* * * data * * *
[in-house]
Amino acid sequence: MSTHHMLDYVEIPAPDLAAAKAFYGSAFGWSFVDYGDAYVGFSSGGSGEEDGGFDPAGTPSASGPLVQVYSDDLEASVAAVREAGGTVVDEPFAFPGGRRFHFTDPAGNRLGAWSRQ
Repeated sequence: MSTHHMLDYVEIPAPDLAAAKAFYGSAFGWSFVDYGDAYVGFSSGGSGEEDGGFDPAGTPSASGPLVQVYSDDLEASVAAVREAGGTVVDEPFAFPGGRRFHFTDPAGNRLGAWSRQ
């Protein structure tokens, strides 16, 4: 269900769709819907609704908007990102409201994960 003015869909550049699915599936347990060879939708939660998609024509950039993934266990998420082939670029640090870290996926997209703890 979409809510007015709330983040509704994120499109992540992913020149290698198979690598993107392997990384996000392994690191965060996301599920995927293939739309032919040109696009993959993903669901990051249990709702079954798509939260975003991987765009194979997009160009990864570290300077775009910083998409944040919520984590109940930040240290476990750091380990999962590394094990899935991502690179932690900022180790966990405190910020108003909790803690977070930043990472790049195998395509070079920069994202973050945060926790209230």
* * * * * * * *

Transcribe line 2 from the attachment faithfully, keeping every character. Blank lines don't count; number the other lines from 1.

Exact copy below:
Amino acid sequence: MSTHHMLDYVEIPAPDLAAAKAFYGSAFGWSFVDYGDAYVGFSSGGSGEEDGGFDPAGTPSASGPLVQVYSDDLEASVAAVREAGGTVVDEPFAFPGGRRFHFTDPAGNRLGAWSRQ